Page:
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Summer Slam tourneys, activities canceled
Event put off in wake of organizers death Monday
First Presbyterian Christian Academy boys basketball coach and Summer Slam organizer Ernie Walthour Sr. cuts down the nets after FPCA won the 2012 region title. This years Summer Slam has been canceled in the wake of Walthours death Monday. - photo by Photo provided.

The 22nd annual Summer Slam was canceled, as the community continued to mourn the death of the event’s organizer, Ernie Walthour Sr.
The event — which was to include tournaments, concerts, a carnival and a car-and-motorcycle show — was scheduled to start today and was expected to draw more than 25,000 people.
Walthour reportedly was shot to death during an attempted armed robbery early Monday near Midway, according to Liberty County Sheriff Steve Sikes.
Reginalde Castille, a coach with Walthour’s Coastal Crew Rebels, confirmed the cancellation. No plans for future Summer Slams have been announced.
The event had drawn teams from Savannah to Brunswick, including Walthour’s Rebels, and also was going to include its first soccer tournament. Walthour had said he was looking forward to bringing basketball back to the forefront of Summer Slam. The games would have started today and continued through Saturday.
Instead, the St. James Sports Center, where the basketball games would have been played, will be the site of Walthour’s funeral Saturday. His body will be placed at the center of the court, with viewing at noon Saturday and services starting at 2 p.m.
Visitation is 6-7 tonight at Thebes AME Church, 132 Walthour Road in Midway.
Walthour started Summer Slam more than two decades ago, showcasing 3-on-3 and 5-on-5 outdoor basketball tournaments in an effort to keep the area’s youth engaged in sports and out of trouble. In its early days, Summer Slam was held at Joseph Miller Park.
The event expanded and became a venue for local car and motorcycle enthusiasts, as well as local musicians. Summer Slam drew large crowds and was moved to Salter’s Field to accommodate the spectators that started to number in the thousands.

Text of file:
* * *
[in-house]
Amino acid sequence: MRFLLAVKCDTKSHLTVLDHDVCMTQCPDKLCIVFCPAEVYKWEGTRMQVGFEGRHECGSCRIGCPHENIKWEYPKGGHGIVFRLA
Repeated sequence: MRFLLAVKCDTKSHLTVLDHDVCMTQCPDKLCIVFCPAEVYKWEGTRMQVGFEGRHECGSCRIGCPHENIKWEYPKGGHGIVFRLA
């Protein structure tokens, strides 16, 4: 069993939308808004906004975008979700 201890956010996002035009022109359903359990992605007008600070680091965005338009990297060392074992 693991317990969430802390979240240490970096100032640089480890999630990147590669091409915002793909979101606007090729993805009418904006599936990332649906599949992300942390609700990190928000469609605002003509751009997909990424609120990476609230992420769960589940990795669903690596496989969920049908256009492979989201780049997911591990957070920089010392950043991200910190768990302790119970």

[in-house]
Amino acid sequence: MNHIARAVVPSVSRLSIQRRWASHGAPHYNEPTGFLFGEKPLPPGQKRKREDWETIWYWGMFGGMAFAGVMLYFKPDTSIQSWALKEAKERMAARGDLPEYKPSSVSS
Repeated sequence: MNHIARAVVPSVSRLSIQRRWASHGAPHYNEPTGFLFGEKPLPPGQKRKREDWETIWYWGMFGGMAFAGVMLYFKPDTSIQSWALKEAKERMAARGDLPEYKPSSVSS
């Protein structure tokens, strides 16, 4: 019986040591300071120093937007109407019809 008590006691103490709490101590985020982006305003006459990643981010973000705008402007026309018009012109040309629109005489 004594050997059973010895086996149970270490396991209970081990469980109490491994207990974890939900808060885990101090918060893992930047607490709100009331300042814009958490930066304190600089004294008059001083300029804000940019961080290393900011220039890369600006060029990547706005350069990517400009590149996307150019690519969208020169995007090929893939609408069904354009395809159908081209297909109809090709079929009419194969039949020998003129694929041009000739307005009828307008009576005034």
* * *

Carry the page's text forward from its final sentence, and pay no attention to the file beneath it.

With no basketball courts and due to the extreme outdoor heat, Walthour scaled back Summer Slam, turning it into a day-long event featuring car and motorcycle shows, food and retail vendors, an audio decibel drag and live concerts showcasing local talent. Walthour had said he tried to schedule near the Fourth of July to give folks in the community something to do in town.
The event continued to grow, and last year a carnival was added. Walthour said he wanted to encourage and provide a fun family atmosphere at the yearly event. The carnival was open all week long.
Walthour was thrilled in knowing he would be able to come full circle with Summer Slam and bring sports back into the event.
“The people kept asking us to bring it back so, this year, we decided to host the basketball tournament indoors at the St. James Sports Center,” Walthour told the Courier in May. “And we will have a soccer tournament, too.”
Youth sports, especially basketball, were important to Walthour. He formed the Coastal Crew Rebels boys’ basketball team and served as the founder, coach and mentor for many boys and girls teams since 1998. Under his leadership, 67 Rebels have earned college scholarships.
He coached The Fort Stewart Youth ChalleNGe Academy basketball team and was in the process of getting games scheduled against local high schools, allowing the YCA players an opportunity to be scouted and recruited to college.
He was the boys’ head coach for First Presbyterian Christian Academy’s basketball team, guiding the Highlanders to back-to-back state-title games and finishing second both times.

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